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Meaning of SHY

Pronunciation:  shI

 
WordNet Dictionary
 
 Definition: 
  1. [n]  a quick throw; "he gave the ball a shy to the first baseman"
  2. [adj]  wary and distrustful; disposed to avoid persons or things; "shy of strangers"
  3. [adj]  easily startled or frightened
  4. [adj]  lacking self-confidence; "stood in the doorway diffident and abashed"; "problems that call for bold not timid responses"; "a very unsure young man"
  5. [v]  throw quickly
  6. [v]  start suddenly, as from fight
 

SHY is a 3 letter word that starts with S.

 

 Synonyms: diffident, timid, unconfident, unsure, wary
 
 See Also: jump, start, startle, throw, throw

 

 

Webster's 1913 Dictionary
 
 Definition: 
  1. \Shy\, a.
    Inadequately supplied; short; lacking; as, the team is shy
    two players. [Slang]
    
    
  2. \Shy\ (sh[imac]), a. [Compar. {Shier} (-[~e]r) or {Shyer};
    superl. {Shiest} or {Shyest}.] [OE. schey, skey, sceouh, AS.
    sce['o]h; akin to Dan. sky, Sw. skygg, D. schuw, MHG.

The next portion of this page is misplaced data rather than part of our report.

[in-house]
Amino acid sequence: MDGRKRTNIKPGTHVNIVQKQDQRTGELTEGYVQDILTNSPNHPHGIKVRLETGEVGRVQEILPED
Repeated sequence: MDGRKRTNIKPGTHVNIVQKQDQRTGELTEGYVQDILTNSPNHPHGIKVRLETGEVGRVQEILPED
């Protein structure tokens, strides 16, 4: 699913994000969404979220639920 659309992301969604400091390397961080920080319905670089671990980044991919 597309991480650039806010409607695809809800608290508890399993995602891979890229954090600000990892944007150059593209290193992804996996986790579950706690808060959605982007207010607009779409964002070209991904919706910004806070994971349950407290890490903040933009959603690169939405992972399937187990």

schiech, G. scheu, OHG. sciuhen to be or make timid. Cf.
    {Eschew}.]
    1. Easily frightened; timid; as, a shy bird.
    
             The horses of the army . . . were no longer shy, but
             would come up to my very feet without starting.
                                                   --Swift.
    
    2. Reserved; coy; disinclined to familiar approach.
    
             What makes you so shy, my good friend? There's
             nobody loves you better than I.       --Arbuthnot.
    
             The embarrassed look of shy distress And maidenly
             shamefacedness.                       --Wordsworth.
    
    3. Cautious; wary; suspicious.
    
             I am very shy of using corrosive liquors in the
             preparation of medicines.             --Boyle.
    
             Princes are, by wisdom of state, somewhat shy of
             thier successors.                     --Sir H.
                                                   Wotton.
    
    {To fight shy}. See under {Fight}, v. i.
    
    
  3. \Shy\, v. i. [imp. & p. p. {Shied}; p. pr. & vb. n.
    {Shying}.] [From {Shy}, a.]
    To start suddenly aside through fright or suspicion; -- said
    especially of horses.
    
    
  4. \Shy\, v. t.
    To throw sidewise with a jerk; to fling; as, to shy a stone;
    to shy a slipper. --T. Hughes.
    
    
  5. \Shy\, n.
    1. A sudden start aside, as by a horse.
    
    2. A side throw; a throw; a fling. --Thackeray.
    
             If Lord Brougham gets a stone in his hand, he must,
             it seems, have a shy at somebody.     --Punch.
    
    
 

 

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